Belgian ecological designer Vincent Callebaut is a master of green sustainable architecture. With his new conceptual project, he creates yet another environmentally sensitive fantasy land, this time transforming Brussels’ historic Tour & Taxis. The resulting concept is a sleek, futuristic eco-village that any young professional would love to call home. As a former industrial site, Tour & Taxis was once a symbol of the golden age of Industrialization, and its approximately 100 acres (40 hectares)
Imagine taking your 0.5 mechanical pencil and drawing on a large piece of white paper for 10 hours a day, seven days a week, over a course of 10 full months. Think you’d give up after a few hours or maybe even a few days? Well, it’s safe to say that most people would. Then again, most people aren’t like Joe Fenton…
Aptly titled Solitude, the personal project stands an astounding 5 ft high and 8 ft across. Fenton worked out all of the elements on a small scale first, then pieced his images together “like a jigsaw puzzle” by tracking his line drawings onto the final white paper. After working with graphite, he finished it all off with acrylic and ink.
“It took courage to start it as I had never done anything that size before,” he tells us. “As you can imagine, you have to invest a lot of your time to complete something like this. I just had to believe in my process and have faith that it would work out!”
Inspired by the large scale work of pop surreal artist Todd Schorr, Fenton knew he could tackle this project. “Like myself, Schorr has been inspired by many of the originals like Bosch,” Fenton says. “To this day, some of my strongest influences still come from my childhood memories of reading books like ‘Rat’s Magic’ created by illustrator Wayne Anderson. His dark and surreal characters scared me and filled me with wonder at the same time.”
Solitude was born out of an idea to put together a large scale drawing of different religious references like a “Ganesh-like character, a grinning Buddha, or a faint crucifix adorning a rooftop in the far distance.”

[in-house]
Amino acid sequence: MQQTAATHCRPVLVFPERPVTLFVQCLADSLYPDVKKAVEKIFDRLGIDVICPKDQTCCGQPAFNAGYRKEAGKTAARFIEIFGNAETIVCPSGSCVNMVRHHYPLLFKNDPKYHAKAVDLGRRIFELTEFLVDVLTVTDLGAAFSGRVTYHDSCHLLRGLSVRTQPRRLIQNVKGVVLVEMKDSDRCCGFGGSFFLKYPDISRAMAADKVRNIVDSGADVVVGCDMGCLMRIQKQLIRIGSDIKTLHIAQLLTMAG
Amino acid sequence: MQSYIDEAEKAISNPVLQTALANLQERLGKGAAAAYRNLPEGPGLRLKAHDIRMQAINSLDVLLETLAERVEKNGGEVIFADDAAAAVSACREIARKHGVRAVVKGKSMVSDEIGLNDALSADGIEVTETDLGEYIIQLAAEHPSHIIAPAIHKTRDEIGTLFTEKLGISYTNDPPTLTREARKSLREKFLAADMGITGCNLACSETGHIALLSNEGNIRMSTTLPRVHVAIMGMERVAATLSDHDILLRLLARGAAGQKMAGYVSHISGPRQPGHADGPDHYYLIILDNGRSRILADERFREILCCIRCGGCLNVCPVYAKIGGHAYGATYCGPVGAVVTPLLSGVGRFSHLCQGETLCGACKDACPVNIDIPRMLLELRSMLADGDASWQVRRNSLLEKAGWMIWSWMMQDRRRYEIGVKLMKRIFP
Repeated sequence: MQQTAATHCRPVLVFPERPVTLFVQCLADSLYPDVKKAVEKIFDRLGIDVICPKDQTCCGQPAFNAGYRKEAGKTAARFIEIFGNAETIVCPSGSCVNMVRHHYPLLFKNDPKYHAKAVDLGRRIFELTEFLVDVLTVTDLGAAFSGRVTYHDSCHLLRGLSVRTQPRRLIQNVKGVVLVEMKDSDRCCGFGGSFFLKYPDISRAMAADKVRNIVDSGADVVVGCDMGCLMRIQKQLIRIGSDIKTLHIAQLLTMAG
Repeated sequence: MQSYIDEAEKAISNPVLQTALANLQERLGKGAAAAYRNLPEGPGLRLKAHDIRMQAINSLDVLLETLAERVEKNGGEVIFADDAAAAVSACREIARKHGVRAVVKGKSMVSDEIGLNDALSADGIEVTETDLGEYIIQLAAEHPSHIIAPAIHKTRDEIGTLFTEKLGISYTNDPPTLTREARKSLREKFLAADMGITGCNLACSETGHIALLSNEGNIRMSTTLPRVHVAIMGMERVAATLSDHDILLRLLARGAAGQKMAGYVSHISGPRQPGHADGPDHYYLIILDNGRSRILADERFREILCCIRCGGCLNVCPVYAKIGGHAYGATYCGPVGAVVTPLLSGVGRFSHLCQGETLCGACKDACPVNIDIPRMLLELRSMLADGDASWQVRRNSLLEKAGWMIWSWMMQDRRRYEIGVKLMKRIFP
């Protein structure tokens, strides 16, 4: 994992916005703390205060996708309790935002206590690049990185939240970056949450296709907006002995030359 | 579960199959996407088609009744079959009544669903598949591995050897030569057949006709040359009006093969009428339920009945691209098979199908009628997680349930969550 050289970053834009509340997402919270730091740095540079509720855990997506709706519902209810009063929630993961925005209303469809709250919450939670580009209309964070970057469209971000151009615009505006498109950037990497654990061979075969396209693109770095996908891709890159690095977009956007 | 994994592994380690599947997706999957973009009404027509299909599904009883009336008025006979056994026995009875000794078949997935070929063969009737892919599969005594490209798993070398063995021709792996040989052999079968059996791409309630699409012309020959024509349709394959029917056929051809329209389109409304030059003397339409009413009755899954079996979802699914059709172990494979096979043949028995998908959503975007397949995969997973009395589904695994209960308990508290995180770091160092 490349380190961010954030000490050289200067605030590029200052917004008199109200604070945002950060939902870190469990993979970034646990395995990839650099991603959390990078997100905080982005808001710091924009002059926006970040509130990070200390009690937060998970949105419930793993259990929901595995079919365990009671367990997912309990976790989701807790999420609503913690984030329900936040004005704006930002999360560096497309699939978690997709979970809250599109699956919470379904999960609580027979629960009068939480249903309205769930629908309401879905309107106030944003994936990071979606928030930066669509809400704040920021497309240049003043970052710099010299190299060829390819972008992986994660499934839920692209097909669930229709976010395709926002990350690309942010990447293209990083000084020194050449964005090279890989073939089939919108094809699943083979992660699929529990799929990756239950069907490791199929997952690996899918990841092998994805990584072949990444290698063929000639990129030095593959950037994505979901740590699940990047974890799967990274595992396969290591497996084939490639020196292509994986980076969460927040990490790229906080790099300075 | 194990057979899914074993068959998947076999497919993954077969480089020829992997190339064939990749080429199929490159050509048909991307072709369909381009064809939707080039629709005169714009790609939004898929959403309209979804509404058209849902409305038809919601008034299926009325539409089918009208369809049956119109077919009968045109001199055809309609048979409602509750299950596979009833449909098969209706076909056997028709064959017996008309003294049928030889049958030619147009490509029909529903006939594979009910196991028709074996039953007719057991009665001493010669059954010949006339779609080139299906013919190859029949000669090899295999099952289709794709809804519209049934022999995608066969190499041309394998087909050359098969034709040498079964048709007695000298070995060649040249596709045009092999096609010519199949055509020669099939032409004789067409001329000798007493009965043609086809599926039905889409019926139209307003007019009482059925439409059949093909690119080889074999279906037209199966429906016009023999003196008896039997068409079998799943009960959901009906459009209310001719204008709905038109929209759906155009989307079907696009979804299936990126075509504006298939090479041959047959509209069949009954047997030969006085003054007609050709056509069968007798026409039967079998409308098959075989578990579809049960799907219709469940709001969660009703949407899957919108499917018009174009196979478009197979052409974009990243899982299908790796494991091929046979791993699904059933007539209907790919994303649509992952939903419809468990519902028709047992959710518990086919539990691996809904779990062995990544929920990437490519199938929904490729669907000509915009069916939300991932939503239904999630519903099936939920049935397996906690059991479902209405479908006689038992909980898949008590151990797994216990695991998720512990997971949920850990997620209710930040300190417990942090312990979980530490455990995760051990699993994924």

“This might seem strange,” he explains, “as I am not a religious person. I don’t know whether I am mocking religion by having references to it in my work or that it comes from a deep desire to experience some of what it has to offer.
“My unhealthy fear of death, and fear of the unknown is a constant battle for me,” he continues. “I think this come through in my work. I’m on a never ending journey to find a spiritual solution to give meaning to my life. Being an artist is a very solitary experience. On the one hand, I’m most spiritually connected and at peace with the world when I’m creating. On the other side of it is the unhealthy effect isolation has on an individual. When I have more of a balance with my work and interacting with life outside my studio I’m creatively more productive.”
MAKING OF SOLITUDE
99% FINISHED SOLITUDE
Though it would seem as if Fenton has been an artist for a good part of his life, he actually only started drawing, for himself, a year and a half ago. (Prior to becoming a full-time artist, he was a film concept designer, a sculptor, and a children’s book illustrator.) He knew he had found his calling when the very first drawing he completed won him the Best Artist in the North West Region award by the Russell Simmon’s Bombay Sapphire Artisan Series.
Of course, he’s also a fairly new “rock star” on Behance, a professional platform for artists and designers, where he received 165K visits in 2 days for Solitude. “The internet has given the artist a new platform for exposure unlike anything before it,” he says. “The music industry has had to take a serious look at itself with the introduction of the Internet. The art world is no different. The potential for exposure the Internet has to offer is really remarkable.”